Paul Tough

Writer & Speaker

Tuesday, May 12th, 2009

Boston Review review

From the May/June issue of the Boston Review, a long and thoughtful review by James Forman Jr. of “Whatever It Takes” and Jay Mathews’s book on KIPP, “Work Hard. Be Nice.”

My favorite section was on something that doesn’t get mentioned much in either book: segregation.

It says something important that the schools offered up as our best hopes are so completely segregated. It says even more that neither Tough nor Mathews feels the need to address the question of segregation in their books.

It is a tragedy that we have taken integration off the table. Perhaps I believe this because my parents—one black, one white—met in the Student Nonviolent Coordinating Committee and saw themselves as part of a struggle for an integrated, beloved community. Perhaps it is because I am still moved by Thurgood Marshall’s argument that our nation will only learn to live together when our children learn together. Or maybe it is because of my lingering fear that if poor kids are isolated in schools of their own, they will inevitably end up being shortchanged by a society content with massive wealth inequality. If we make schools better and improve the lives of some kids (or, in Canada’s case, a whole neighborhood) but do nothing to disrupt segregation, are we simply making separate a little more equal?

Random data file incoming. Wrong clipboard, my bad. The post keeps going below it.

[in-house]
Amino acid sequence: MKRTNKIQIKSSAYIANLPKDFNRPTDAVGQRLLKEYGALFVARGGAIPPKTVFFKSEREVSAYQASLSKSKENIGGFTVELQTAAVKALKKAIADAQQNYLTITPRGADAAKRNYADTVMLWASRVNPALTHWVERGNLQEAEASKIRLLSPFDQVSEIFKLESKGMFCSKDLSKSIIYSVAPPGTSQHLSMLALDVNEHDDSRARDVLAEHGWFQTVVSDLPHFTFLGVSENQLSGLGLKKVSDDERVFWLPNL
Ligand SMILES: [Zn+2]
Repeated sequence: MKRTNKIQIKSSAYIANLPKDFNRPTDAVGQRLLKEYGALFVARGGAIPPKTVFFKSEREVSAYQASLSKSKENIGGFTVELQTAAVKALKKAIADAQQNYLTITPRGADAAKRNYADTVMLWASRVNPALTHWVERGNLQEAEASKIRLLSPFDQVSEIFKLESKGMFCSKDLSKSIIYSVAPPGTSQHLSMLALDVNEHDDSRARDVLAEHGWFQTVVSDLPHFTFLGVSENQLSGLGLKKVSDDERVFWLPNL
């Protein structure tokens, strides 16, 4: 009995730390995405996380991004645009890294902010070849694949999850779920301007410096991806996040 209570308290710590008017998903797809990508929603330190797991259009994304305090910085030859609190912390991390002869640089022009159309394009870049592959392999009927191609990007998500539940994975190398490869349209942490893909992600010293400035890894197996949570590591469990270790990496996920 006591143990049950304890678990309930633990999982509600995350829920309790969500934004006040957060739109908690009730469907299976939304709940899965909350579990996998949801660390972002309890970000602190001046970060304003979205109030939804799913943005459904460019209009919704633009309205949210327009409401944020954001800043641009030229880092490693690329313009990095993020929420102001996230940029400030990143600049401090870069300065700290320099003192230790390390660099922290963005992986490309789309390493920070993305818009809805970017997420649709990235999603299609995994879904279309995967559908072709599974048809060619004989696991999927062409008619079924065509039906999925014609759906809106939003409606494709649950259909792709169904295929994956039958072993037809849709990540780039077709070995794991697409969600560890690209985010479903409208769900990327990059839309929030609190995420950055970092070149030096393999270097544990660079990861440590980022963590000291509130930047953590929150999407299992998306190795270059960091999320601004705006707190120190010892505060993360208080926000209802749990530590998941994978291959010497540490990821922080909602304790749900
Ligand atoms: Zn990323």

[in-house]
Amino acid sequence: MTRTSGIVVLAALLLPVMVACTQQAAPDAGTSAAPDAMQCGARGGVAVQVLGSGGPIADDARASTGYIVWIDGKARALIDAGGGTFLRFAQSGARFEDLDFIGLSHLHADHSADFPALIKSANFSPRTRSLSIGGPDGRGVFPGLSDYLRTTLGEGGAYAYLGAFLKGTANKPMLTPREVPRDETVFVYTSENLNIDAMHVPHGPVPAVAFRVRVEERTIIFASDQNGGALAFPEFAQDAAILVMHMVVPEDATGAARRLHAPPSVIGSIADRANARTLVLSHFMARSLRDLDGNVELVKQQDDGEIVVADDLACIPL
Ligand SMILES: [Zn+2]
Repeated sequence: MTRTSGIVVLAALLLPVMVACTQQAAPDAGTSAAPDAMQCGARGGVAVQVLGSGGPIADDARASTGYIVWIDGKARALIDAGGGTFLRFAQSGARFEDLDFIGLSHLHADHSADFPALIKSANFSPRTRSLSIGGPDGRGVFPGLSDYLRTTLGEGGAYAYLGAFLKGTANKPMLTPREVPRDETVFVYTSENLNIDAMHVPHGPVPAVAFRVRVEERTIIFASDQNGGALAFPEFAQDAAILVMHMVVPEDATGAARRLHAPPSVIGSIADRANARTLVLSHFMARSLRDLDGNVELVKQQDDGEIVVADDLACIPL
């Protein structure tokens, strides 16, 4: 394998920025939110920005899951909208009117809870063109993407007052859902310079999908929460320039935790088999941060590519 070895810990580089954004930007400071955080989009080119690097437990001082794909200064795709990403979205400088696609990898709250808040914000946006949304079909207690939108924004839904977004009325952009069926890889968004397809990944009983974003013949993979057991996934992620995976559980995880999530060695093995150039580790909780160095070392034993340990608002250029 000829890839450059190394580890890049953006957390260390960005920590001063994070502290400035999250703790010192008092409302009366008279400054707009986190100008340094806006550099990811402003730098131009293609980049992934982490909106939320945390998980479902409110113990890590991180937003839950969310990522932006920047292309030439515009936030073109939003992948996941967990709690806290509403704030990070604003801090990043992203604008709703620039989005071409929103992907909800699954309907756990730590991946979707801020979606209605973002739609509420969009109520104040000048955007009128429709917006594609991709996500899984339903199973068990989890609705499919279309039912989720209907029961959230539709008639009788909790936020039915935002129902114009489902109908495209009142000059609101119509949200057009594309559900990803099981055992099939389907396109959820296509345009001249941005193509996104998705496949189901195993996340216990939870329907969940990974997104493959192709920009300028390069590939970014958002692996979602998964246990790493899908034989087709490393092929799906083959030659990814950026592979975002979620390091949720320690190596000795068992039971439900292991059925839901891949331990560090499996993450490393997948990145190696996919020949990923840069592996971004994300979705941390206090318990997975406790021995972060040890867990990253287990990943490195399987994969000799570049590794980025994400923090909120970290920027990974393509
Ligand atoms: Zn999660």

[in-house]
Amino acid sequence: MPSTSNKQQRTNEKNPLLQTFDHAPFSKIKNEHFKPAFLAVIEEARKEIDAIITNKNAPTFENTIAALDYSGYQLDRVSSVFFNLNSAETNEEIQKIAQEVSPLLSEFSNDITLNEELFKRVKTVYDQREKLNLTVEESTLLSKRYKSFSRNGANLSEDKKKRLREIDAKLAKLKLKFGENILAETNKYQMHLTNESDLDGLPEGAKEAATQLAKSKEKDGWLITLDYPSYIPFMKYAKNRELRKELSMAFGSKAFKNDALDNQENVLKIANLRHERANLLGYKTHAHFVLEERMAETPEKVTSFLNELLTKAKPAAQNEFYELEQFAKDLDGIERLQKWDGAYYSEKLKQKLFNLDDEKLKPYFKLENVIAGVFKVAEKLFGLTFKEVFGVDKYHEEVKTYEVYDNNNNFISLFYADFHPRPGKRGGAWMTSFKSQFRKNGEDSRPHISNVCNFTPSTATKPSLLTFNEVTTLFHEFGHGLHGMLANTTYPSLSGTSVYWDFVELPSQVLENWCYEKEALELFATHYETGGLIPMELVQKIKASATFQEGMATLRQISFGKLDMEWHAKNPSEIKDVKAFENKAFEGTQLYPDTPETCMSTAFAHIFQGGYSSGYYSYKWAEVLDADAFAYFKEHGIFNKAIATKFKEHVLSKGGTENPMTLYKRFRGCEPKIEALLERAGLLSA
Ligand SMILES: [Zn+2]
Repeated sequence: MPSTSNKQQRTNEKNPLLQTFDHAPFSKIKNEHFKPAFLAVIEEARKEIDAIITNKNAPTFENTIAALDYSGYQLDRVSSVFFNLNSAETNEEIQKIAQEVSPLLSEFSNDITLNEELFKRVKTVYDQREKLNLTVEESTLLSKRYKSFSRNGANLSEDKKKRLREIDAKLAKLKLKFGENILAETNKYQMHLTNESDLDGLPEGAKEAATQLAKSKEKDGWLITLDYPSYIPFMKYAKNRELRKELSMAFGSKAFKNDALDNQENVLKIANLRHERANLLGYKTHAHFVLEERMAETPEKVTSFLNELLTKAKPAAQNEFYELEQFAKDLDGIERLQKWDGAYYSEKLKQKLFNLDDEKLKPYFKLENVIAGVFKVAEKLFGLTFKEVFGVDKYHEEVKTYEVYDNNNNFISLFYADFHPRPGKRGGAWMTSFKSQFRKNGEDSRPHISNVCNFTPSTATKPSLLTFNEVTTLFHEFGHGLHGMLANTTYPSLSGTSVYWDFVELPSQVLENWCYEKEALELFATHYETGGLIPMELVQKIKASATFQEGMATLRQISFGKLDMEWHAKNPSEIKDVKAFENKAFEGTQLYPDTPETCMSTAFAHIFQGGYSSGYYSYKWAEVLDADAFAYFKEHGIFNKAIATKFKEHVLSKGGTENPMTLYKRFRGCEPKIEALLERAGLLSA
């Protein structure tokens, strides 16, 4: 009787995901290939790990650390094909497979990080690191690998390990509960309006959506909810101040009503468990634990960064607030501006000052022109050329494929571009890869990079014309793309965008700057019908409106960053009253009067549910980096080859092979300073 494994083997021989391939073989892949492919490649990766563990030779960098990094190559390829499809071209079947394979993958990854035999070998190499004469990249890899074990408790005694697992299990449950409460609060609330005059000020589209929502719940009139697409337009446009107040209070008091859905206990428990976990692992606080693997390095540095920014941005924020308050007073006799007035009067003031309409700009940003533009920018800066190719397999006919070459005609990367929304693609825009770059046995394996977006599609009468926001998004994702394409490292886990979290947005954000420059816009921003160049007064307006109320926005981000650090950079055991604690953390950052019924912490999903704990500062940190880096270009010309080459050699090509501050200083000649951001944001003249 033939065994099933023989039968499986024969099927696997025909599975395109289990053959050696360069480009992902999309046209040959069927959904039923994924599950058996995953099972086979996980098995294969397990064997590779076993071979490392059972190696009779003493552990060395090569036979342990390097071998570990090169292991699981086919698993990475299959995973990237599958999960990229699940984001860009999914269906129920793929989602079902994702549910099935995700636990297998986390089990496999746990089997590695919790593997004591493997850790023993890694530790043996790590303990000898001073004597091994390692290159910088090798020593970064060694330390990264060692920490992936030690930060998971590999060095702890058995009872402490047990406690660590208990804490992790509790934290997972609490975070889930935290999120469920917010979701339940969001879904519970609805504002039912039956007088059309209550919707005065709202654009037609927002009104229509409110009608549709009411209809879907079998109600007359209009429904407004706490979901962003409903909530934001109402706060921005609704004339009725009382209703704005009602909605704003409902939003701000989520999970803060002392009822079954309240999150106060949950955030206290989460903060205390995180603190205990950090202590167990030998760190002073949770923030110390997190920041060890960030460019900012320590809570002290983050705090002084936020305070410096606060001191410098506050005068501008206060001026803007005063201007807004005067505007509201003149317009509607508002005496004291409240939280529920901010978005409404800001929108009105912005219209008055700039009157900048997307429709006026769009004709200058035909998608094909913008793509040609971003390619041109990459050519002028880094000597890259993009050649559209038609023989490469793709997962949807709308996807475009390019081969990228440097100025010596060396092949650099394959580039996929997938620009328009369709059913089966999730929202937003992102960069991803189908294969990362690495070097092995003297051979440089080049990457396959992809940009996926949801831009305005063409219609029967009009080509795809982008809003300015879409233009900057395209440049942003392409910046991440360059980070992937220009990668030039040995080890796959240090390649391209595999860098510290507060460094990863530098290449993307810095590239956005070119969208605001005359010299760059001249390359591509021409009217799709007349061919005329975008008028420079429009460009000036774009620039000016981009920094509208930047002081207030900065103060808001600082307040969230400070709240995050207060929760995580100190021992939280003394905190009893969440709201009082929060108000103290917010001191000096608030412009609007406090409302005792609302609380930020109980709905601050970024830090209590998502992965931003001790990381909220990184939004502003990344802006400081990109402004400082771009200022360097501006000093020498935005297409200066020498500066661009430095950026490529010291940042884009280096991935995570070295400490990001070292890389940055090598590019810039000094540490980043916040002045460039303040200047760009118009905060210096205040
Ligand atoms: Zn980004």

Despite these misgivings, I think I know how Canada, Feinberg, and Levin would defend their choice. I know it because, when I saw the terrible schools for jailed kids in D.C., I felt an obligation to help create a better alternative, even though I knew that almost every child in the school would be African-American and that most would be poor. I recognized the urgency of offering those kids the support and resources that no other program was going to provide. But I do not want to live in a society that accepts this situation as inevitable. And I am confident that Canada, Feinberg, and Levin do not, either.

2 comments on “Boston Review review

  1. Frankie Lancos says:

    HCZ is such an exciting concept. Do you know which cities are currently planning to adopt this model? Your book was terrific.

  2. Paul Tough says:

    Thanks, Frankie.

    I don’t know of any cities that are quite at that stage. But there are many where people are seriously considering the HCZ model, including Chicago, D.C., New Haven, Baltimore and Philadelphia.

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